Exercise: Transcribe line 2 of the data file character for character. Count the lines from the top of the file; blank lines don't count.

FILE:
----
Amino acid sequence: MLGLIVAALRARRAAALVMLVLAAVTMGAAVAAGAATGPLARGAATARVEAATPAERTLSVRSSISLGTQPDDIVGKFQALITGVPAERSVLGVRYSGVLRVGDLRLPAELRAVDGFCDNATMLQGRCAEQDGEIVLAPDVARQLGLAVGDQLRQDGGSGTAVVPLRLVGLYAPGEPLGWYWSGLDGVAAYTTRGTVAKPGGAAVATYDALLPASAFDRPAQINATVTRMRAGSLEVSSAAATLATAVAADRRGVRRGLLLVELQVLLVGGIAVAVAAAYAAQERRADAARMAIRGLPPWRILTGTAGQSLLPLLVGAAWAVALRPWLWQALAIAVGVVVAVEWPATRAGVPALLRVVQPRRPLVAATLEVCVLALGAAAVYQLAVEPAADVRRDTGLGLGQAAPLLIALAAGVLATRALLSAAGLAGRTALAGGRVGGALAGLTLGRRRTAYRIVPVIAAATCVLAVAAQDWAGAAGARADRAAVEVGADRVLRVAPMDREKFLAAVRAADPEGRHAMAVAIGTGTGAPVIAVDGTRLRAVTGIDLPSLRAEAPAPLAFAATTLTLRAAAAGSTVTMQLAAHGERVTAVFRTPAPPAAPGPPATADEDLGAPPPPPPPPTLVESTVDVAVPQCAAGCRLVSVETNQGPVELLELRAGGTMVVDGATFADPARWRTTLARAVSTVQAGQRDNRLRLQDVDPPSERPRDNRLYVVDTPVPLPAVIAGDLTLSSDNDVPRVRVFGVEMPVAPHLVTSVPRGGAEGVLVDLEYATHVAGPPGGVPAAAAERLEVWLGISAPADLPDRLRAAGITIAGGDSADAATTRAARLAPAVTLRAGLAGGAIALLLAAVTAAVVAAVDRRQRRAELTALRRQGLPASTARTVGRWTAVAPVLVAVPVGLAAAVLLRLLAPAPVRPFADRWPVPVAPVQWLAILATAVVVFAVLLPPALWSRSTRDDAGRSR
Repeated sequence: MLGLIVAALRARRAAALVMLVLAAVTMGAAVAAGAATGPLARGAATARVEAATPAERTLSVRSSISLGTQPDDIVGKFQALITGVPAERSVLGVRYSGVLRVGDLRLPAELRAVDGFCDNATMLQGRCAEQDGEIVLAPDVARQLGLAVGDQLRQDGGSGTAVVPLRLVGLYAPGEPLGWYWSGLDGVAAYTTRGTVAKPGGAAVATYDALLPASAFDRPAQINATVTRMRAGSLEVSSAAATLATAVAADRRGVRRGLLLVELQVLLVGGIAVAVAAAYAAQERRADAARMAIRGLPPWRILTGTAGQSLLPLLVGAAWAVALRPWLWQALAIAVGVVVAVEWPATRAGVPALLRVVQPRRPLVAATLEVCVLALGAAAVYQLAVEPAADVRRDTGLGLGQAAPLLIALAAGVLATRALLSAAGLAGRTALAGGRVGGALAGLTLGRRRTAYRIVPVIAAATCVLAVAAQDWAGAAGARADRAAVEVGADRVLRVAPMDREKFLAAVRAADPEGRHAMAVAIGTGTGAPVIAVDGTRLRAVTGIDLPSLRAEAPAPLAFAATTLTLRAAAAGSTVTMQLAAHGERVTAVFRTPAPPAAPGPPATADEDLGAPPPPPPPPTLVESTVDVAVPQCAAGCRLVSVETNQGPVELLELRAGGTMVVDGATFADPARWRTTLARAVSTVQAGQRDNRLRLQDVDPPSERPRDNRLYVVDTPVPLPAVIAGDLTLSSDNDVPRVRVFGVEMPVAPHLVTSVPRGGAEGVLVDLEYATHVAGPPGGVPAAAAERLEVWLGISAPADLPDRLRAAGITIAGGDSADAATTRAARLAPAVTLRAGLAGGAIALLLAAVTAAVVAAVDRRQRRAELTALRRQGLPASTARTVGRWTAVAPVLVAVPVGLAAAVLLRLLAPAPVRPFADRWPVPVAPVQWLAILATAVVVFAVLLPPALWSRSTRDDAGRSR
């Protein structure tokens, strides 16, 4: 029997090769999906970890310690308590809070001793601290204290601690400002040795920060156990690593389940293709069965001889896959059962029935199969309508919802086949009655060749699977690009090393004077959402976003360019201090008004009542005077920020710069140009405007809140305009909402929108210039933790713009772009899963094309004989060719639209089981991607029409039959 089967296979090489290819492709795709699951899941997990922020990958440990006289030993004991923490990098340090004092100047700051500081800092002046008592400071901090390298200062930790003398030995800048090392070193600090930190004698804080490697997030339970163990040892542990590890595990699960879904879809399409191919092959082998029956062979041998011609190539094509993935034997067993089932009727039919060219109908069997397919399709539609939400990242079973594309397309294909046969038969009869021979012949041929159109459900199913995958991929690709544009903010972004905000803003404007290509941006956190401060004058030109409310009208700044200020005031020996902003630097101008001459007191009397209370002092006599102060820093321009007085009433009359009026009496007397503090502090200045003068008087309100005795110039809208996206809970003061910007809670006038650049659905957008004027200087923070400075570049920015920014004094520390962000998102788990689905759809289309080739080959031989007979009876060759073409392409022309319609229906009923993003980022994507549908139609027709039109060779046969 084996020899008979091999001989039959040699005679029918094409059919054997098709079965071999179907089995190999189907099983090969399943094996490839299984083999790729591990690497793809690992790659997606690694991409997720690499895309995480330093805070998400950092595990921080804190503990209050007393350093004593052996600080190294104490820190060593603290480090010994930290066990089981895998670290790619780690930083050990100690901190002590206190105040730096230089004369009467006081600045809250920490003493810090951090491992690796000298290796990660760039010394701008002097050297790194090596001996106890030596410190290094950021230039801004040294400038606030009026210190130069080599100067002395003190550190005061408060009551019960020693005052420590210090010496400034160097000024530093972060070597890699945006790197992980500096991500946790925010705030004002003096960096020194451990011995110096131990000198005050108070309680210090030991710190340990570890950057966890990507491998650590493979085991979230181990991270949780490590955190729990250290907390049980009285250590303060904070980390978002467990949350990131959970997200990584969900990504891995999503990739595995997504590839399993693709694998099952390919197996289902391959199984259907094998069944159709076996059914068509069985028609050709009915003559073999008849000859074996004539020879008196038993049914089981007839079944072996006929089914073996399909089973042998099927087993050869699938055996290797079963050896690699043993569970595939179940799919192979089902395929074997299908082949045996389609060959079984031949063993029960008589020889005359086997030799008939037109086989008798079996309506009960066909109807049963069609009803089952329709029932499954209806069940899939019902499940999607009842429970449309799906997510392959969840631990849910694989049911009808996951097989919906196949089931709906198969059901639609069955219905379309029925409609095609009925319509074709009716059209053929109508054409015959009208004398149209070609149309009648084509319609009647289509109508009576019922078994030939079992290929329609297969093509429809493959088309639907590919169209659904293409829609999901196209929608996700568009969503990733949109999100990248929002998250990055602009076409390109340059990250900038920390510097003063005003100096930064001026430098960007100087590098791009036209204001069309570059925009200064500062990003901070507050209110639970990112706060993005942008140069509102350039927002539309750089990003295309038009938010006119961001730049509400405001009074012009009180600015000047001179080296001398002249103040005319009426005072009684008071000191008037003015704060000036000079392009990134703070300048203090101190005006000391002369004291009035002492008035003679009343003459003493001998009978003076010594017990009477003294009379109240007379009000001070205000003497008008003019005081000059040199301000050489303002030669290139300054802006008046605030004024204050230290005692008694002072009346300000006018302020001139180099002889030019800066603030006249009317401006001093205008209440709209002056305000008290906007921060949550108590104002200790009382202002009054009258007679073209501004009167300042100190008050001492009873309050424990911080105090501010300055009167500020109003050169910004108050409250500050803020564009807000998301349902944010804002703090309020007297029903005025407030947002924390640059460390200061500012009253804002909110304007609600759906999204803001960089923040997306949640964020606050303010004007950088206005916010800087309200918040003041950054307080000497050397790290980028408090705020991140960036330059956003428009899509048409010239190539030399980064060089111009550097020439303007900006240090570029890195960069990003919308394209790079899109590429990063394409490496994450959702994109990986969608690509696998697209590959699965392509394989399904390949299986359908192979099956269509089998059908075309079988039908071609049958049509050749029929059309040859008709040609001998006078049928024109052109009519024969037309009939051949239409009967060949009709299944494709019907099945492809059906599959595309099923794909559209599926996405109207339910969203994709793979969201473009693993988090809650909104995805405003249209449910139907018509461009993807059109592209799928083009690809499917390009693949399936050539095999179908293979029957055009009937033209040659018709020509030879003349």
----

Repeated sequence: MLGLIVAALRARRAAALVMLVLAAVTMGAAVAAGAATGPLARGAATARVEAATPAERTLSVRSSISLGTQPDDIVGKFQALITGVPAERSVLGVRYSGVLRVGDLRLPAELRAVDGFCDNATMLQGRCAEQDGEIVLAPDVARQLGLAVGDQLRQDGGSGTAVVPLRLVGLYAPGEPLGWYWSGLDGVAAYTTRGTVAKPGGAAVATYDALLPASAFDRPAQINATVTRMRAGSLEVSSAAATLATAVAADRRGVRRGLLLVELQVLLVGGIAVAVAAAYAAQERRADAARMAIRGLPPWRILTGTAGQSLLPLLVGAAWAVALRPWLWQALAIAVGVVVAVEWPATRAGVPALLRVVQPRRPLVAATLEVCVLALGAAAVYQLAVEPAADVRRDTGLGLGQAAPLLIALAAGVLATRALLSAAGLAGRTALAGGRVGGALAGLTLGRRRTAYRIVPVIAAATCVLAVAAQDWAGAAGARADRAAVEVGADRVLRVAPMDREKFLAAVRAADPEGRHAMAVAIGTGTGAPVIAVDGTRLRAVTGIDLPSLRAEAPAPLAFAATTLTLRAAAAGSTVTMQLAAHGERVTAVFRTPAPPAAPGPPATADEDLGAPPPPPPPPTLVESTVDVAVPQCAAGCRLVSVETNQGPVELLELRAGGTMVVDGATFADPARWRTTLARAVSTVQAGQRDNRLRLQDVDPPSERPRDNRLYVVDTPVPLPAVIAGDLTLSSDNDVPRVRVFGVEMPVAPHLVTSVPRGGAEGVLVDLEYATHVAGPPGGVPAAAAERLEVWLGISAPADLPDRLRAAGITIAGGDSADAATTRAARLAPAVTLRAGLAGGAIALLLAAVTAAVVAAVDRRQRRAELTALRRQGLPASTARTVGRWTAVAPVLVAVPVGLAAAVLLRLLAPAPVRPFADRWPVPVAPVQWLAILATAVVVFAVLLPPALWSRSTRDDAGRSR